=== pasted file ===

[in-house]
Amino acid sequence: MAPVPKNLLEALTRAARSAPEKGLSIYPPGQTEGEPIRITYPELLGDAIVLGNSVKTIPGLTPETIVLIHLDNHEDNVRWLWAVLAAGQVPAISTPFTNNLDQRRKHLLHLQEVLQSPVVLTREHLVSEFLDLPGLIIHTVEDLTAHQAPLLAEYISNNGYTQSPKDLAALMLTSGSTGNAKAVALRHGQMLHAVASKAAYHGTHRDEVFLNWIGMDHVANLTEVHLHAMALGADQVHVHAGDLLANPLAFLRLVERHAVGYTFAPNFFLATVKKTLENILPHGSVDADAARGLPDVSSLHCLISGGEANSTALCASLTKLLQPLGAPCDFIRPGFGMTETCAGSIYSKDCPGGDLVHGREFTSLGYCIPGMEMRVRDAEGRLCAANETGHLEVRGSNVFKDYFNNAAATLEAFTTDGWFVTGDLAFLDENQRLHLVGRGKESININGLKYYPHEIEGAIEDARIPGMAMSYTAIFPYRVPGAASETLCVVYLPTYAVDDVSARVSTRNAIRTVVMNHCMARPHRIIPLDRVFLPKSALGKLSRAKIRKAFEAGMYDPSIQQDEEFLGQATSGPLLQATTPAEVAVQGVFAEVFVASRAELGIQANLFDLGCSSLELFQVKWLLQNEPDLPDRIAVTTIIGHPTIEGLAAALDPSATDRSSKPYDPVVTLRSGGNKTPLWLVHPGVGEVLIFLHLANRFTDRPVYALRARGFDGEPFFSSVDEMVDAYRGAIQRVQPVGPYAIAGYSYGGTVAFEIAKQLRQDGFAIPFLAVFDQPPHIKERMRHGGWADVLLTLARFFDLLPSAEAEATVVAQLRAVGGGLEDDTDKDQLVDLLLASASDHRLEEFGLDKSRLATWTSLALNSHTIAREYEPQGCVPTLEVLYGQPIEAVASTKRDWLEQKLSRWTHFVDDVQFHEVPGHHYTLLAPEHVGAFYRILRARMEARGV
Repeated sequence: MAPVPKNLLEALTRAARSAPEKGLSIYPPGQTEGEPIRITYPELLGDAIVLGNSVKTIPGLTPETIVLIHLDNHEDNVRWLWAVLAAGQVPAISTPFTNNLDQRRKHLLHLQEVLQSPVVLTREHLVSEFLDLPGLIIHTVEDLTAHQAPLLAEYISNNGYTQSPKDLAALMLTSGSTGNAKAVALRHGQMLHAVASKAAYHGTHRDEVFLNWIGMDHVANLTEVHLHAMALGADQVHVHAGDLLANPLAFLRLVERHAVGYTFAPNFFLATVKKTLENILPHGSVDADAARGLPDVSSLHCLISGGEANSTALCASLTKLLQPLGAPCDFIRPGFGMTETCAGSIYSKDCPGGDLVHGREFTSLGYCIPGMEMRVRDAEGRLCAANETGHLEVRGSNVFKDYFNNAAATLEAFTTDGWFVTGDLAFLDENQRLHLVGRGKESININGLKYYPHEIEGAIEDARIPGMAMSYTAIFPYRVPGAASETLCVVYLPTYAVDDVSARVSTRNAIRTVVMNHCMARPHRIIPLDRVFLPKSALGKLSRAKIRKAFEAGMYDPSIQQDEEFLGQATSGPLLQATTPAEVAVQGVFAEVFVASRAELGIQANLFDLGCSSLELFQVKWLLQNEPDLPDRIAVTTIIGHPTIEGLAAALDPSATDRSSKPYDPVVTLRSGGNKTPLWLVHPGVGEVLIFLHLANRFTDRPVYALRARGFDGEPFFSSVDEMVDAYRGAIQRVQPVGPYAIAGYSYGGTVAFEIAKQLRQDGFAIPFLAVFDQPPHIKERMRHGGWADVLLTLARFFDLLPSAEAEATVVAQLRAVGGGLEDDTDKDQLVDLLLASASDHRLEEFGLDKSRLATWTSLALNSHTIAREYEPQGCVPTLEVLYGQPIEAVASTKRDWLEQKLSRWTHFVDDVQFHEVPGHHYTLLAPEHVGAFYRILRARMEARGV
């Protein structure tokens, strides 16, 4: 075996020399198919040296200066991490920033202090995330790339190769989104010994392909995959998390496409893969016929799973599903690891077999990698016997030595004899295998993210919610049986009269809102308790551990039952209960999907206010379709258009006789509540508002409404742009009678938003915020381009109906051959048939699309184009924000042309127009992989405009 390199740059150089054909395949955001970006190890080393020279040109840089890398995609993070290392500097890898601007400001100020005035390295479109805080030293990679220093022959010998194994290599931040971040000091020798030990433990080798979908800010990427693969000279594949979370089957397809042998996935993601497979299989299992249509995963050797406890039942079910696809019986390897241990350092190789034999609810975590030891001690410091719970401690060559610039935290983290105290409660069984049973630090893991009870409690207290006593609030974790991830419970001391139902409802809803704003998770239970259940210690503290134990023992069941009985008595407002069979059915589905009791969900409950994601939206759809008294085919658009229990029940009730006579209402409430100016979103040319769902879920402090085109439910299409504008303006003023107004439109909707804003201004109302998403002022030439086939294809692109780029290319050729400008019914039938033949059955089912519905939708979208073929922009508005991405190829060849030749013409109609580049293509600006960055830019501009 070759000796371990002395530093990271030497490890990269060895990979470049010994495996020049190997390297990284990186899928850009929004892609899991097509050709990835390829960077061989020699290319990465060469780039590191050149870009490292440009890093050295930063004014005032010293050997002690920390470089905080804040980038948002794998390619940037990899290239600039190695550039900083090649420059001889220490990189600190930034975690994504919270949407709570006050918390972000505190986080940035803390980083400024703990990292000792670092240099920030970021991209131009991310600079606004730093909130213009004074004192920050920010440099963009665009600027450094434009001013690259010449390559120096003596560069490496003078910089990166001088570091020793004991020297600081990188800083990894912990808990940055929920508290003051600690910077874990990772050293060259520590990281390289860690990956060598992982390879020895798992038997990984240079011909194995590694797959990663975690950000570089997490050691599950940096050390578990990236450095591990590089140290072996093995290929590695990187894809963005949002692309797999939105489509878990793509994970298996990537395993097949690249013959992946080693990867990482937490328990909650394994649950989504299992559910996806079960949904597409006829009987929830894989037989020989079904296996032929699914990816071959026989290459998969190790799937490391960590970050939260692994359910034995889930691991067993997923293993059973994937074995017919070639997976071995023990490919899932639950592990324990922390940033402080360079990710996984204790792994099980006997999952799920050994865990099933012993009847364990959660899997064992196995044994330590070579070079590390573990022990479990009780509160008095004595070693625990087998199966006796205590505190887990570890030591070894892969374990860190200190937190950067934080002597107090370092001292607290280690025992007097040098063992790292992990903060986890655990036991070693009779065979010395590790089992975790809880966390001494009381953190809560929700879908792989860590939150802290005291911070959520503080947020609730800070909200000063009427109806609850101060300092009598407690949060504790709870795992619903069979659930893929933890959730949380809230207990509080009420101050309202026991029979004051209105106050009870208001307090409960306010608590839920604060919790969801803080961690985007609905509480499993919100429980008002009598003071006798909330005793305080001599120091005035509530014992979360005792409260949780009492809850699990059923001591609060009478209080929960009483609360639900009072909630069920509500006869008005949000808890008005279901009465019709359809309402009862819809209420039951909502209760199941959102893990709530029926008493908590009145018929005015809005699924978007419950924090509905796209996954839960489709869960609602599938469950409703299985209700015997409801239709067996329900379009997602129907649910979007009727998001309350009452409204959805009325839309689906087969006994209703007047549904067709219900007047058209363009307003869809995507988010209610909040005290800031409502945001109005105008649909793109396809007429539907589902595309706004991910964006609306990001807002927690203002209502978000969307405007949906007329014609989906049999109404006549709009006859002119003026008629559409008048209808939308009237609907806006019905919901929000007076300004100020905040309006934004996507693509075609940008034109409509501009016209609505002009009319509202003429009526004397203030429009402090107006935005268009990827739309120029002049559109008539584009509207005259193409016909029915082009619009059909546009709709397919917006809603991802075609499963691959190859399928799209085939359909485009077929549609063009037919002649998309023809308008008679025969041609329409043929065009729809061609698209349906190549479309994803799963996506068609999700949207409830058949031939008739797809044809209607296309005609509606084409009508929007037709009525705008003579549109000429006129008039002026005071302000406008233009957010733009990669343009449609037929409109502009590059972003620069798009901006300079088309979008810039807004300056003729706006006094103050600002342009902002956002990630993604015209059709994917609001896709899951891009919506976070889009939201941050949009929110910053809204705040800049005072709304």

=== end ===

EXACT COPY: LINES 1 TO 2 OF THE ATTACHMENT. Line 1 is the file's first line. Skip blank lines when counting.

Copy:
[in-house]
Amino acid sequence: MAPVPKNLLEALTRAARSAPEKGLSIYPPGQTEGEPIRITYPELLGDAIVLGNSVKTIPGLTPETIVLIHLDNHEDNVRWLWAVLAAGQVPAISTPFTNNLDQRRKHLLHLQEVLQSPVVLTREHLVSEFLDLPGLIIHTVEDLTAHQAPLLAEYISNNGYTQSPKDLAALMLTSGSTGNAKAVALRHGQMLHAVASKAAYHGTHRDEVFLNWIGMDHVANLTEVHLHAMALGADQVHVHAGDLLANPLAFLRLVERHAVGYTFAPNFFLATVKKTLENILPHGSVDADAARGLPDVSSLHCLISGGEANSTALCASLTKLLQPLGAPCDFIRPGFGMTETCAGSIYSKDCPGGDLVHGREFTSLGYCIPGMEMRVRDAEGRLCAANETGHLEVRGSNVFKDYFNNAAATLEAFTTDGWFVTGDLAFLDENQRLHLVGRGKESININGLKYYPHEIEGAIEDARIPGMAMSYTAIFPYRVPGAASETLCVVYLPTYAVDDVSARVSTRNAIRTVVMNHCMARPHRIIPLDRVFLPKSALGKLSRAKIRKAFEAGMYDPSIQQDEEFLGQATSGPLLQATTPAEVAVQGVFAEVFVASRAELGIQANLFDLGCSSLELFQVKWLLQNEPDLPDRIAVTTIIGHPTIEGLAAALDPSATDRSSKPYDPVVTLRSGGNKTPLWLVHPGVGEVLIFLHLANRFTDRPVYALRARGFDGEPFFSSVDEMVDAYRGAIQRVQPVGPYAIAGYSYGGTVAFEIAKQLRQDGFAIPFLAVFDQPPHIKERMRHGGWADVLLTLARFFDLLPSAEAEATVVAQLRAVGGGLEDDTDKDQLVDLLLASASDHRLEEFGLDKSRLATWTSLALNSHTIAREYEPQGCVPTLEVLYGQPIEAVASTKRDWLEQKLSRWTHFVDDVQFHEVPGHHYTLLAPEHVGAFYRILRARMEARGV